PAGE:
World’s rarest ape sees glimmer of hope as conservation efforts pay off

Due to uncontrolled hunting and large-scale deforestation, the number of Hainan gibbons has decreased from more than 2000 in the 1950s to fewer than 10 in the 1970s. Found only on the Chinese island of Hainan, the gibbon is the world’s rarest primate. But continuous efforts from conservation groups are finally paying off with the ape’s population now exceeding 30 individuals.

“Even though the numbers are still small, you can see a future for this animal,” said senior conservation officer Philip Lo Yik-fui of Hong Kong-based Kadoorie Conservation China, which was driving efforts to protect the gibbons and expand their habitat.

The endangered species is restricted only to Hainan, the tropical island off the southern coast of China. Adult males are jet black, while the fur of females turns a rich gold when they reach maturity. Like other species of gibbons globally, the Hainan gibbon suffered from loss of habitat as forests were felled for agriculture. They were also hunted for use in traditional medicine and the pet trade.

In 2003, when the conservation project began, 13 gibbons were found living in two family groups, usually comprising a male, two females, and their offspring. At the time, they were found only in a 16sq km patch of forest high in the mountains of the sprawling Bawangling National Nature Reserve — an area far from ideal as juicy fruit such as figs and lychee preferred by the gibbons did not grow there.

Over the years, however, conservationists have not only monitored the population of gibbons to prevent poaching and learn about them but also planted more than 80,000 native fruit trees including wild lychee and different types of fig to help expand their habitat.

Additionally, the conservation team has also enlisted from the local community former hunters familiar with the forests to help monitor the gibbons, and also provide the hunters with a renewed sense of purpose.

Eventually, conservation efforts had paid off, as the Hainan gibbon is the only one of 19 recognized species of gibbons showing a stable increase in numbers. And while the gibbons are reproducing at a stable pace, the goal is to raise the population to more than 50, which would take them past the threshold of “critically endangered” to “endangered” on the International Union for Conservation of Nature’s (IUCN) Red List of Threatened Species.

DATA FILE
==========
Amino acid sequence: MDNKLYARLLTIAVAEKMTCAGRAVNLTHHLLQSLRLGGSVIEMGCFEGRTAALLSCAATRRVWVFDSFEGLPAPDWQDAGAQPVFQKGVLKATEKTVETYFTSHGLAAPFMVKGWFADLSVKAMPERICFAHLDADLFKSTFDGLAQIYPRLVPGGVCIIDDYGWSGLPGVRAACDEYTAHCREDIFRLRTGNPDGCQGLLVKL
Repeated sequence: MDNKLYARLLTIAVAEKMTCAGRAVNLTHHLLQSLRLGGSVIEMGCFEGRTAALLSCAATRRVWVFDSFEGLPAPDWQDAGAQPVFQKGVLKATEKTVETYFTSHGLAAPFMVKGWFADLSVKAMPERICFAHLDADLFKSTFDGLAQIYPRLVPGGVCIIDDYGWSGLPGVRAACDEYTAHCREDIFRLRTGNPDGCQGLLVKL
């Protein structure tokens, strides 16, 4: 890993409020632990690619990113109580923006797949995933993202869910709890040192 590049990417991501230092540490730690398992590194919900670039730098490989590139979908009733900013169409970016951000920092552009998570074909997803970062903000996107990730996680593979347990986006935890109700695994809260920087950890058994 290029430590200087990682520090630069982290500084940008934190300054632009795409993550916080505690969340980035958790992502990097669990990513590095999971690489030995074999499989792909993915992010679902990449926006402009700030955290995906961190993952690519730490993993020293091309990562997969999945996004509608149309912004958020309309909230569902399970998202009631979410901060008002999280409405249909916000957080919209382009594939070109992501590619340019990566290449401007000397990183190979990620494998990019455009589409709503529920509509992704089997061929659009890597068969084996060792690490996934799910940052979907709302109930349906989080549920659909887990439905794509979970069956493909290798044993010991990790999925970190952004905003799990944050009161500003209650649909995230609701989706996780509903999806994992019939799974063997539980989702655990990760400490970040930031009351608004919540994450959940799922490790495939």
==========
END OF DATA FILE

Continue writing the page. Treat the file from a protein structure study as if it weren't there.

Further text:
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World’s rarest ape sees glimmer of hope as conservation efforts pay off

Due to uncontrolled hunting and large-scale deforestation, the number of Hainan gibbons has decreased from more than 2000 in the 1950s to fewer than 10 in the 1970s. Found only on the Chinese island of Hainan, the gibbon is the world’s rarest primate. But continuous efforts from conservation groups are finally paying off with the ape’s population now exceeding 30 individuals.

“Even though the numbers are still small, you can see a future for this animal,” said senior conservation officer Philip Lo Yik-fui of Hong Kong-based Kadoorie Conservation China, which was driving efforts to protect the gibbons and expand their habitat.

The endangered species is restricted only to Hainan, the tropical island off the southern coast of China. Adult males are jet black, while the fur of females turns a rich gold when they reach maturity. Like other species of gibbons globally, the Hainan gibbon suffered from loss of habitat as forests were felled for agriculture. They were also hunted for use in traditional medicine and the pet trade.

In 2003, when the conservation project began, 13 gibbons were found living in two family groups, usually comprising a male, two females, and their offspring. At the time, they were found only in a 16sq km patch of forest high in the mountains of the sprawling Bawangling National Nature Reserve — an area far from ideal as juicy fruit such as figs and lychee preferred by the gibbons did not grow there.

Over the years, however, conservationists have not only monitored the population of gibbons to prevent poaching and learn about them but also planted more than 80,000 native fruit trees including wild lychee and different types of fig to help expand their habitat.

Additionally, the conservation team has also enlisted from the local community former hunters familiar with the forests to help monitor the gibbons, and also provide the hunters with a renewed sense of purpose.

Eventually, conservation efforts had paid off, as the Hainan gibbon is the only one of 19 recognized species of gibbons showing a stable increase in numbers. And while the gibbons are reproducing at a stable pace, the goal is to raise the population to more than 50, which would take them past the threshold of “critically endangered” to “endangered” on the International Union for Conservation of Nature’s (IUCN) Red List of Threatened Species.

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